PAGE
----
ONLINE SALES BANS AND ‘LUXURY IMAGE’ JUSTIFICATION: TO BE CLARIFIED BY ECJ
The European Court of Justice (“ECJ”) in a couple of months is expected to deliver its long-awaited guidance on the legality of online sales bans in selective distribution agreements in the EU and their possible justification under the “luxury image” argument. The ruling may shed a light on the permissibility of online sales bans, in particular whether suppliers of luxury products may prevent retailers from selling their goods via online platforms. As a result, companies (both in the EU and in third countries/Turkey with operations/business partners in the EU) may consider reviewing their current and future selective distribution agreements accordingly.
The ECJ is currently reviewing Coty Germany Case C-230/16 upon the German court application for a preliminary ruling. The dispute under appeal is between Coty Inc. (“Coty”) and Parfümerie Akzente GmbH (“Akzente”, an authorized offline distributor of Coty). Coty is suing Akzente in the German court for violating a condition under the selective distribution agreement that prohibits Akzente from selling Coty’s luxury products (under brands Marc Jacobs, Calvin Klein and Chloe) on open third party online platforms (e.g. Amazon.de).
Online platforms: supplier vs distributor
Online platforms may be regarded as an innovative format of distribution. They have shaped the relationship between the suppliers and distributors. While online platforms provide additional commercial opportunities for distributors, suppliers tend to resort to online sales bans to protect their products from low-cost competition and free-riding. On the one hand, luxury brand owners do have a right to protect their image and exclusivity by doing so; on the other hand, this may put small businesses in a disadvantaged position (since online platform are considered ‘key outlets’ for SMEs).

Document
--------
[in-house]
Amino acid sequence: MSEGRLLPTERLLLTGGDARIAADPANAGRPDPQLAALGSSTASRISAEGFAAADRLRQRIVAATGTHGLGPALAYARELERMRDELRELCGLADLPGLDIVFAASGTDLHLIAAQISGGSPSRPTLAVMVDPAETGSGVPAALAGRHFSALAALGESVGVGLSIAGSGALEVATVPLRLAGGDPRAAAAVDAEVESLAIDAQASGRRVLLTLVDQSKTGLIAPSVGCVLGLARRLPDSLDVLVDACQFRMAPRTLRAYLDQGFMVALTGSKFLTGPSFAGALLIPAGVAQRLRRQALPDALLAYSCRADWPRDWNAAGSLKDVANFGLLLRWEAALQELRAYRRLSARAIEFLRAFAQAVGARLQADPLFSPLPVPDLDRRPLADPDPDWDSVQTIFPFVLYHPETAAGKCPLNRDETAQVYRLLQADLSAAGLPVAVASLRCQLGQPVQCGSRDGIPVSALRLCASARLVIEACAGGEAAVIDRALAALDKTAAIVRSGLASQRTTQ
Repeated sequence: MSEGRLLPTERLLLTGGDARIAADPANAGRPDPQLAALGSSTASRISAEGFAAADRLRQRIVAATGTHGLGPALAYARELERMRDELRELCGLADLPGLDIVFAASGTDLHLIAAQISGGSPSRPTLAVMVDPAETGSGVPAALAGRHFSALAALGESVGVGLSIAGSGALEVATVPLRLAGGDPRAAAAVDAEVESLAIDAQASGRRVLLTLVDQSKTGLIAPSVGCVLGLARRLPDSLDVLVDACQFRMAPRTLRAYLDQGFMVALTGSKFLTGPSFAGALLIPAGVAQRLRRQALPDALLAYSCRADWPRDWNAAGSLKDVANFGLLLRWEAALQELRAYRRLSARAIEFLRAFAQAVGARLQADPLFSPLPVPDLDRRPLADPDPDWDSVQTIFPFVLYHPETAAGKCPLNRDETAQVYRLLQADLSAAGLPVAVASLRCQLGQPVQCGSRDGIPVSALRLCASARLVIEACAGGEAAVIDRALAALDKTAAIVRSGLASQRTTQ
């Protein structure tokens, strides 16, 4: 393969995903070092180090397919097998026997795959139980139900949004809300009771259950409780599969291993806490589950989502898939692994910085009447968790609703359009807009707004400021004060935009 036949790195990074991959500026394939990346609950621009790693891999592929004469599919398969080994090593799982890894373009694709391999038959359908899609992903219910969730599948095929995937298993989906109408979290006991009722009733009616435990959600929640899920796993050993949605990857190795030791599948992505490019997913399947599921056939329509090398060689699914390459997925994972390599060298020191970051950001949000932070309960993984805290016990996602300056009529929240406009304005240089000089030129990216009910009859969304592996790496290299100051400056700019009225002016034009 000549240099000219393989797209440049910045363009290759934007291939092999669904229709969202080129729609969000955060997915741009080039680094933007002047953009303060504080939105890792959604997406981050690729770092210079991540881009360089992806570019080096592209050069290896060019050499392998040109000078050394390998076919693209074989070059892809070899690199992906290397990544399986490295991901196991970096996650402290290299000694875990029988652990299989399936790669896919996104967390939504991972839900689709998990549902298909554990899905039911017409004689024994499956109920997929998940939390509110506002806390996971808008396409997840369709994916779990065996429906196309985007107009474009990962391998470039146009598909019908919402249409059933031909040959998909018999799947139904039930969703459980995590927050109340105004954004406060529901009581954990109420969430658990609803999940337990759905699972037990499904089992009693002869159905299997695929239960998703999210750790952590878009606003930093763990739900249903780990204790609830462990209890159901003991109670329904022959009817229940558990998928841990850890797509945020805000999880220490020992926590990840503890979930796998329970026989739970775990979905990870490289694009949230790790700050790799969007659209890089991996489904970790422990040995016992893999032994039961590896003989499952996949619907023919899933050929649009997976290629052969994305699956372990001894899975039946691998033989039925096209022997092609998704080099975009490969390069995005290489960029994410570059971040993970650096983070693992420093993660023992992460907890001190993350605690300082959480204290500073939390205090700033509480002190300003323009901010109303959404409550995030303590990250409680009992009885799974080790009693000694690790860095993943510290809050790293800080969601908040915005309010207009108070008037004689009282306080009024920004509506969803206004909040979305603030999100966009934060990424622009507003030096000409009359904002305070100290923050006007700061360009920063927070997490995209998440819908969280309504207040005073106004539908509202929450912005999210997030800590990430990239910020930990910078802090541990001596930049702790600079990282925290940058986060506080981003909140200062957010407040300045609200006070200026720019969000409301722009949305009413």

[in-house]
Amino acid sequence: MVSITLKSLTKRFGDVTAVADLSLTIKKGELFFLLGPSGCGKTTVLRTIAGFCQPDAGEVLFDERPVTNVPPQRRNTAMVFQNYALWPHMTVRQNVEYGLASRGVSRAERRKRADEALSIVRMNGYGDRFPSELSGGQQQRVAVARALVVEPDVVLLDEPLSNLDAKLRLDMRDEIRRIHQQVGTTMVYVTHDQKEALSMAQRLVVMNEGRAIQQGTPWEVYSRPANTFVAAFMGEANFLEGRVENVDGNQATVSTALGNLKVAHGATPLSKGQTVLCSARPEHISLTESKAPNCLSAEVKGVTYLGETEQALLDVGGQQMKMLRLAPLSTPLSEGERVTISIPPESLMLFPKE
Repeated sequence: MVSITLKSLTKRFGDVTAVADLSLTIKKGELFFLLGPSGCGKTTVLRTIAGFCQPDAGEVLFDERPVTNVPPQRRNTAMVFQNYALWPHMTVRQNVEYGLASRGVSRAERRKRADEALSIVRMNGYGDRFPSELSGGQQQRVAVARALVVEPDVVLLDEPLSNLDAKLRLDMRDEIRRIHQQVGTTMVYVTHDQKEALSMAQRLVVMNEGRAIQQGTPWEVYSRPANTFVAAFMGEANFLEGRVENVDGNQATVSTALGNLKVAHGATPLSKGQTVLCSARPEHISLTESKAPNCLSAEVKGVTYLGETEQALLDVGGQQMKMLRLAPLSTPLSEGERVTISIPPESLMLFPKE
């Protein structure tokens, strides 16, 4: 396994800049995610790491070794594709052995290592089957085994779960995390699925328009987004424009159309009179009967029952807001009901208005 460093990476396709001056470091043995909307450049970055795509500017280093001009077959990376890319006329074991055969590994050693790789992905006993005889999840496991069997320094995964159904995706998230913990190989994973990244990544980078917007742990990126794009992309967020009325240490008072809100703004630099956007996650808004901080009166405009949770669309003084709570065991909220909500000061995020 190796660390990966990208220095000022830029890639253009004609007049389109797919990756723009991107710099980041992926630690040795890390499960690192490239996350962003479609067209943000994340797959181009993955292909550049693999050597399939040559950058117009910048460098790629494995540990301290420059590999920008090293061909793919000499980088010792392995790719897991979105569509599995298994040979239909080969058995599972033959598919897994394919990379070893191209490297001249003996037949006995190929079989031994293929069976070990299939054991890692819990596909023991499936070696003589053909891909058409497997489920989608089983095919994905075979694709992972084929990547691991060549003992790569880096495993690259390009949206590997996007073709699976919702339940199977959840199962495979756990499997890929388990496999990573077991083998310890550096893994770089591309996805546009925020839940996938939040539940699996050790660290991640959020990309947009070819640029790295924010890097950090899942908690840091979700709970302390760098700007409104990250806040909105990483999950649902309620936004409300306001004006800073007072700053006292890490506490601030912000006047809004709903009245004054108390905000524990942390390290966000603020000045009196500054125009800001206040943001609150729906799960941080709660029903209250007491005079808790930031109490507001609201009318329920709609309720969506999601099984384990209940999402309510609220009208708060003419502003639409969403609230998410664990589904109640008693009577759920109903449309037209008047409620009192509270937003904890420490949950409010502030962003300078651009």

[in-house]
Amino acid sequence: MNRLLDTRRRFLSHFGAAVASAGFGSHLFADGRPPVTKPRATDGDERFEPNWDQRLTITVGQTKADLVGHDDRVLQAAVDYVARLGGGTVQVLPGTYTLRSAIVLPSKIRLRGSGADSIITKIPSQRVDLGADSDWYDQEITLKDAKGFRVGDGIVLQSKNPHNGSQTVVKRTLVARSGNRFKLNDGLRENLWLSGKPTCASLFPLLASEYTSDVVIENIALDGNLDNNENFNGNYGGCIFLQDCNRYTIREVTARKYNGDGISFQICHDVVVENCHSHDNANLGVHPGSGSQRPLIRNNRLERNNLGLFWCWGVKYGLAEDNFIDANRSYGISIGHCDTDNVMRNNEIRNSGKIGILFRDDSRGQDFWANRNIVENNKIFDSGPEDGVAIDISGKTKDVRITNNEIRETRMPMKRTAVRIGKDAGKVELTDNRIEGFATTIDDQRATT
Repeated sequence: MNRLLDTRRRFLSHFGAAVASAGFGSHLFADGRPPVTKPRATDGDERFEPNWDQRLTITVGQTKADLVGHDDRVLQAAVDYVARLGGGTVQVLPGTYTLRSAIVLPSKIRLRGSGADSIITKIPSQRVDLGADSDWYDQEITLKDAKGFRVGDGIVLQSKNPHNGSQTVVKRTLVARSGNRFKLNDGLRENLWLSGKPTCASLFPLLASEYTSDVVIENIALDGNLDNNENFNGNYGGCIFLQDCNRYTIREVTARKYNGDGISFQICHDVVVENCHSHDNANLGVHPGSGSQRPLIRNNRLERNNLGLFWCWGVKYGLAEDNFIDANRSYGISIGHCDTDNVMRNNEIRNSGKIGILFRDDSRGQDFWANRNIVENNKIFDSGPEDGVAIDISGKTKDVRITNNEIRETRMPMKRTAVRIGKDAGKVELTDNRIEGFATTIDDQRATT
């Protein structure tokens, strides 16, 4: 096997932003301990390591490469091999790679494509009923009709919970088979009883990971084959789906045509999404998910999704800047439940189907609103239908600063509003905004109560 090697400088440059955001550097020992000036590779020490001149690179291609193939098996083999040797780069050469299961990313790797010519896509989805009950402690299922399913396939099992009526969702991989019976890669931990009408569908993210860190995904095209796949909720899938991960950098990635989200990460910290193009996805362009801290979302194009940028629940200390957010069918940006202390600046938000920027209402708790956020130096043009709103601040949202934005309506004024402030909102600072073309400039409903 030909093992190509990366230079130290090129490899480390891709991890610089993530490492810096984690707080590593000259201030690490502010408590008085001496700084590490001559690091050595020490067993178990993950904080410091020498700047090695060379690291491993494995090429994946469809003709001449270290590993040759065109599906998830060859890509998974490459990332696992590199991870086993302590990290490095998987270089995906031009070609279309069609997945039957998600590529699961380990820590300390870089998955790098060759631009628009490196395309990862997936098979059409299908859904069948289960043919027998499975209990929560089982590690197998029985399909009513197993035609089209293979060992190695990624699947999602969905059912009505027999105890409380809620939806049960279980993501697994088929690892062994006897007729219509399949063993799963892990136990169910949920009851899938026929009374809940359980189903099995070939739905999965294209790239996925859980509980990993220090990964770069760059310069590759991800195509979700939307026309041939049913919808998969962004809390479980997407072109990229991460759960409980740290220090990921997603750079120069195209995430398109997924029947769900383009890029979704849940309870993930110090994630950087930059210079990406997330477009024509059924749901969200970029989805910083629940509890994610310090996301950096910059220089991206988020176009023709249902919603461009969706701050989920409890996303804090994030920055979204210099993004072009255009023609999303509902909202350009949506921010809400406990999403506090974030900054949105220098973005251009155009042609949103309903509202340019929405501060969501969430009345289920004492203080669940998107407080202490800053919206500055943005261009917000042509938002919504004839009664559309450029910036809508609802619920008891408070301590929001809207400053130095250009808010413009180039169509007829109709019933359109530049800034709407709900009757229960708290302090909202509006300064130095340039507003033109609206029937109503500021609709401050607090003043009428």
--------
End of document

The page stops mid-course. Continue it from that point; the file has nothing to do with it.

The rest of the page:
Assessment and “luxury image” justification
Currently it is not clear whether bans in relation to sales on third party online platforms in selective distribution systems shall be treated as a per se restriction of competition law; and whether a ‘luxury image’ argument may justify any possible restrictive effect.
Following antitrust probes into online sales restrictions of Adidas in Germany and France, the competition authorities came to conclusion that producer cannot prohibit an authorised reseller from selling its products online by relying on the quality standard justification (Adidas had to modify its selective distribution contracts and online sales policy accordingly). Similar position was taken by the ECJ in Pierre Fabre Case C-439/09, stating that prohibiting distributors of cosmetics products company from selling its products via the Internet amounts to a restriction of competition ‘by object’, which is not justified by the need to maintain the prestigious image of the products at issue.
‘Luxury image’ argument that is relied upon by Coty in this case implies that the manufacturer of branded goods shall be able to safeguard the image and prestige of its luxury brand(s), among other, by way of restricting online sales of its distributors on third party’s platforms. ‘An aura of luxury’ justification was earlier confirmed by the ECJ in Dior Case C-59/08, whereby ‘the proprietor of a trade mark can invoke the rights conferred by that trade mark against a licensee who contravenes a provision in a licence agreement prohibiting, on grounds of the trade mark’s prestige, sales to discount stores […], provided it has been established that that contravention […] damages the allure and prestigious image which bestows on them an aura of luxury.’
Considering the above, the ECJ’s ruling on this issue will be significant. The ECJ is expected to give its preliminary ruling and, hence guidance on (i) whether the supplier under the selective distribution agreements can prevent distributors from selling its products via third party online platforms; (ii) whether the online sales bans amount to a restriction of ‘passive sales’, and (iii) whether it may be justified by the need to protect the image and prestige of the luxury brands. We will keep you updated on this important issue. There are high chances that the ECJ will permit such online sales bans under the ‘luxury image’ justification, in addition to possibly other conditions that are common for the selective distribution systems. The question is how to precisely identify which goods are luxury and prestigious to be able to benefit from the ‘luxuty image’ justification…
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